Overall turnout declined by 1.5%, from 68.8% in 2017 to 67.3% in 2019. Previous Labour voters staying at home doesn’t seem to have played much of a role in Labour’s decline. Usually the biggest declines in turnout were in safe Labour seats which the Party retained – East Ham, Sheffield C. & the 3 Hull seats all had declines in turnout of over 5%, & all were retained by Labour. In Hull East the 6.2% drop in turnout of 4,196 played a part in reducing Labour’s majority from 10,396 to 1,239. Where Labour lost seats, any lower turnouts didn’t make the decisive difference – previous Labour supporters voting for other parties was more important e.g. Great Grimsby saw a decline of 2,434 in voter turnout, but this doesn’t account for Labour’s majority of 2,565 turning into a Tory majority of 7,331.

Lib Dem performance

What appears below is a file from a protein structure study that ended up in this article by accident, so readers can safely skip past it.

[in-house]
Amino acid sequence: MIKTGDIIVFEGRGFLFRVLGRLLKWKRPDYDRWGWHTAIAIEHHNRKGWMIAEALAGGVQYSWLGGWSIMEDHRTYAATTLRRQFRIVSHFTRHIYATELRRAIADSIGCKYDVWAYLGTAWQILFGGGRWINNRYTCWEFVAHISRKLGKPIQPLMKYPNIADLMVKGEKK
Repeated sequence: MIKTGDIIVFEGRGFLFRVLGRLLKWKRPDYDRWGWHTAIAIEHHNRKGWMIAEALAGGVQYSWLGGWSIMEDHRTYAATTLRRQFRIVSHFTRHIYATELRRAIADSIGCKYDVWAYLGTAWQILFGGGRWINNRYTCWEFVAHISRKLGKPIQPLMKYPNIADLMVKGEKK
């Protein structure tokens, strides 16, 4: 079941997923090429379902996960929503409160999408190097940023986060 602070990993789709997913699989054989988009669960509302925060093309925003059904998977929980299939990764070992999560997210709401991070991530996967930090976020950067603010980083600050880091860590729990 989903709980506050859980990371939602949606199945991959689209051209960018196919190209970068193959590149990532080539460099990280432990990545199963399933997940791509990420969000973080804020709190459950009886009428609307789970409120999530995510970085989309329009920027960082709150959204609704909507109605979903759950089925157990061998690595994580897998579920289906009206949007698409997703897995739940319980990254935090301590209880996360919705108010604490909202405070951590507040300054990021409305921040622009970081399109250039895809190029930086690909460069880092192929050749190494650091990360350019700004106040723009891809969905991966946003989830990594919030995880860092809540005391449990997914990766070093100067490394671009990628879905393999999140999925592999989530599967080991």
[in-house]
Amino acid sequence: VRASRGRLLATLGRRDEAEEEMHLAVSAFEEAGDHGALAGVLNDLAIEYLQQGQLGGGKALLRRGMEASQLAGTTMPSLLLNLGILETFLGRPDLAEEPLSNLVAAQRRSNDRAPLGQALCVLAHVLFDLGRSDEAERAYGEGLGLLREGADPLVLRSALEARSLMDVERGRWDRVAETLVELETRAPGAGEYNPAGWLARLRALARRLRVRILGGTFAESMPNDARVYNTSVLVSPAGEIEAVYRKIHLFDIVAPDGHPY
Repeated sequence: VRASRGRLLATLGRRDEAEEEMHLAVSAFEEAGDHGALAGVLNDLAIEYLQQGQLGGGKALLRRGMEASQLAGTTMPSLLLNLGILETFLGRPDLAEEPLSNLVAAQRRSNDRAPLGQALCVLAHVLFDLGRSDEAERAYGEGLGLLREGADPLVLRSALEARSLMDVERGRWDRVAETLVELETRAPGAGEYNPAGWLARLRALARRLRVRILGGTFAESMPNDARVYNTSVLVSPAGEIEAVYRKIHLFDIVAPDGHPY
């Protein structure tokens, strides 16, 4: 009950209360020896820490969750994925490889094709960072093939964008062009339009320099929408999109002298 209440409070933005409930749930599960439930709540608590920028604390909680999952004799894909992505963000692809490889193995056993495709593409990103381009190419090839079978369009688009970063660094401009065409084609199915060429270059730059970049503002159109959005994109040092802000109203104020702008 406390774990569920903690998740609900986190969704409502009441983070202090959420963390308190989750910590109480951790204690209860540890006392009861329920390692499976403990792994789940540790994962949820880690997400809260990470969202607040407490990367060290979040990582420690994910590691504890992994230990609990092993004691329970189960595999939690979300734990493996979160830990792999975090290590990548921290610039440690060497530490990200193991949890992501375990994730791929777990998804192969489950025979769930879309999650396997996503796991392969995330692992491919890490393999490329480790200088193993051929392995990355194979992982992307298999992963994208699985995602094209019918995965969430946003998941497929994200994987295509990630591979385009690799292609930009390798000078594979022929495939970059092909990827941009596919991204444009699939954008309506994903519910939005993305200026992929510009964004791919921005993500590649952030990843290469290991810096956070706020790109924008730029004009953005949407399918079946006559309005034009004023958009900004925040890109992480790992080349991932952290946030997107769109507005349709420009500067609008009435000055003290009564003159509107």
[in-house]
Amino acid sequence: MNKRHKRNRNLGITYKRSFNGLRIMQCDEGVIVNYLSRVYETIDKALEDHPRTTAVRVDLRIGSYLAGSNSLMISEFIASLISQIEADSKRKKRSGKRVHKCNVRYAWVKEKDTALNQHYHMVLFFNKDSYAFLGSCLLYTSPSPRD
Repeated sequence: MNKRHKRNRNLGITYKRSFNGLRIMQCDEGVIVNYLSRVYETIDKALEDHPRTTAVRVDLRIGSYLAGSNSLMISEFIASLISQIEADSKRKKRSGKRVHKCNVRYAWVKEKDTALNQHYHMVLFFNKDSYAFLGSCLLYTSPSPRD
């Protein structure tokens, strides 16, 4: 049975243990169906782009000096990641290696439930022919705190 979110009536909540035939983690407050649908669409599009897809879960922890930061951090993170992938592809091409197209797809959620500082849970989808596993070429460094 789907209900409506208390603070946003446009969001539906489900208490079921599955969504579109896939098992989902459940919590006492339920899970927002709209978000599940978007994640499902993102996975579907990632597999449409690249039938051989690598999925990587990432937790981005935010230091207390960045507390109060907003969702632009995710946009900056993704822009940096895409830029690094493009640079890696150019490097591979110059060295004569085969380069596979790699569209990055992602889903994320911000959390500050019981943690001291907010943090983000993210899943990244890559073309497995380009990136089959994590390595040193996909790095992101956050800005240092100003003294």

As previously stated, in England & Wales Labour did not lose any seats at all to the Remain parties (Lib Dems, Greens & Plaid Cymru). The Green nationwide vote share rose by 1.1%, but from a very low base. Their total vote of 865,707 comprised 2.7% vote share, and the Party made very little impact beyond the single seat that they retained. Plaid Cymru’s popular vote actually declined slightly – by 11,201 votes (standing aside in 4 seats to give other Remain parties a free run did not fully account for this decline – Plaid were very weak in those seats, having received a combined total of only 6,553 votes in them in 2017).